Dog poop is organic material and therefore an ideal habitat for mold. Dog droppings can grow mold even if your dog eats properly and isn’t given human food.
Mold growth is part of the natural decomposition process that breaks dog poop back down into the soil. If you’re seeing white harry-looking mold growth on poop, then something is probably speeding up this process.
In general, mold grows best in humid conditions. If you live in a warmer climate, then you’ll want to make sure that you take care to dispose of poop properly.
Those who have their own property might want to set aside an area that they can take all of their dog’s droppings to. You could pile them up in a place that’s far enough away from where your dog runs around.
Normally, the pile would then decompose on its own. Covering dog dropping with earth or sand could help the process along, depending on what kind of area you live in.
Why Does My Dog’s Poop Mold?
When dog droppings get wet and are left out, they provide a breeding ground for mold spores. These grow into a fuzzy fungus that lives off the dog poop and can eventually consume it.
Warm and humid environments make for an ideal setting when it comes to mold growth, which is why it’s important to take care of droppings as soon as you can. Mold is very often a sign that you’re not picking up after your dog.
If your dog’s stools tend to be left in a shady area, then there’s an even better chance that your dog’s poop will produce mold. Sunlight tends to kill mold spores, so you won’t normally see fuzz growing on dog droppings that are left out to bake.
Giving dogs rich human food that’s full of minerals they can’t digest can help to encourage the growth of mold. It might even increase the odds that your dog will want to eat their own feces, since they could smell undigested food in it.
If you notice a sudden increase in mold or your dog trying to go after his or her own poo, then you probably need to rethink their diet.
Is Mold Dangerous for Dogs?
Mold growth on any surface can cause respiratory harm to dogs and it can also poison them if they eat it. Dog poop that’s become moldy is especially dangerous because dogs may chew on poop if it gives off the smell of undigested food.
Some dogs have bad allergies, and they’ll start to sneeze if exposed to mold. The same goes for humans, which is why it’s important to keep mold spores out of your home.
If your dog went inside and their droppings are now moldy, then you want to make sure to clean it up as soon as possible. Open the windows if you can, since this can help to bring fresh air into your home and displace any mold spores that might have become airborne.
Moisture can encourage the growth of mold on walls and ceilings. In a worst case scenario, basement flooring tiles can become moldy.
When that happens, always be sure to keep your dog away from the area until you’ve gotten things cleaned up. Dogs might try to eat at moldy flooring, especially if they’ve ever done their business on it before!
They might also be attracted to standing water that’s collected in the corners of room, which is a big issue if there’s any mold growing in it.
What Do I Do if My Dog Ate Moldy Poop?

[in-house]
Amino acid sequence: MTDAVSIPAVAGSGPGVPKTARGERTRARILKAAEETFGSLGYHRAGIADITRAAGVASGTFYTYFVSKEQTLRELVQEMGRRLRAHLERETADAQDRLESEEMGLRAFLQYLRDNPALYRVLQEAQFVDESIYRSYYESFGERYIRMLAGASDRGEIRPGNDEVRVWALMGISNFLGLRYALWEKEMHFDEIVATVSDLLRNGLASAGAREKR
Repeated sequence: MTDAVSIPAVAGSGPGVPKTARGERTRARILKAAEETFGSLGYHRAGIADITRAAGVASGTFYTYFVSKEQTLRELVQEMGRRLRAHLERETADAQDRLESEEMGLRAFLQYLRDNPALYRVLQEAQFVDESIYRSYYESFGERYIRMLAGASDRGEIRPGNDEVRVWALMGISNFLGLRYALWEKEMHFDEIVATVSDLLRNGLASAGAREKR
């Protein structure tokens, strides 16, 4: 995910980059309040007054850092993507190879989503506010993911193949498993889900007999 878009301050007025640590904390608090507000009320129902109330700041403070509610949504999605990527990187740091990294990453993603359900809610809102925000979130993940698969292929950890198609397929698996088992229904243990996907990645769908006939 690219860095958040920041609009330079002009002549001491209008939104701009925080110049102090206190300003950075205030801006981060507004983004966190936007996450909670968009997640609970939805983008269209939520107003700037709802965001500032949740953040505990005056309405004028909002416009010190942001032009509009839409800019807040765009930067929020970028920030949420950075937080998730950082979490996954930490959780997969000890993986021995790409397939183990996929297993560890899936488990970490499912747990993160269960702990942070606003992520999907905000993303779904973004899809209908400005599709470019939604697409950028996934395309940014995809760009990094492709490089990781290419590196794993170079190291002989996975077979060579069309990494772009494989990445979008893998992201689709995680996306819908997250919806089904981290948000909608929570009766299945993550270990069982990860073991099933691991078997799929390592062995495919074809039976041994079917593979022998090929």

Watch your dog to see if they start vomiting, developing a high fever or showing any signs of abdominal pain. All of these are a sign of mycotoxin poisoning, which requires prompt attention from a vet.
Some dogs might start to have tremors or, in a worst case scenario, seizures. If that’s the case, then you really need to stop whatever you’re doing and get your dog to a medical professional for observation as soon as possible.
The good news is that dogs have to consume a fair amount of mycotoxin before it sickens them to this point. Mycotoxin is a class of digestive poisons generated by mold and other fungi.
If your dog hasn’t eaten moldy feces but seems to have suddenly developed these symptoms anyway, then it’s still a good idea to rush him or her to a doctor. Garden variety mushrooms that grow wild in lawns and under logs can also produce potentially lethal levels of mycotoxin, which can cause a serious reaction in dogs.
Can Moldy Poop Kill a Dog
Moldy poop can kill a dog if they eat enough of it. Mycotoxins found in moldy poop can cause liver failure, which will result in jaundice and can kill a dog if left untreated.
Fungal poisoning moves slowly, so you’ll generally have some time to address the issue. It may take a day or longer for mycotoxins to actually kill a dog, depending on how much they were able to eat before you had the chance to stop them.
Dogs who sniff moldy poop might have a bad reaction too, but this normally won’t kill them. Mold contains spores that can trigger a dog’s allergies.
While this is certainly uncomfortable for a dog or even a person who comes into contact with moldy feces, it will normally correct itself in a manner of hours.
If your dog seems to be having an allergic reaction to something he or she took a whiff of, then you might want to try washing their eyes out with plain water. Don’t be too rough, since most dogs don’t really like this.
By only feeding your dog a healthy diet of foods that are actually meant for dogs and are digestible by them, you can dramatically reduce the risk that your furry friend will ever want to eat his or her own poop in the first place.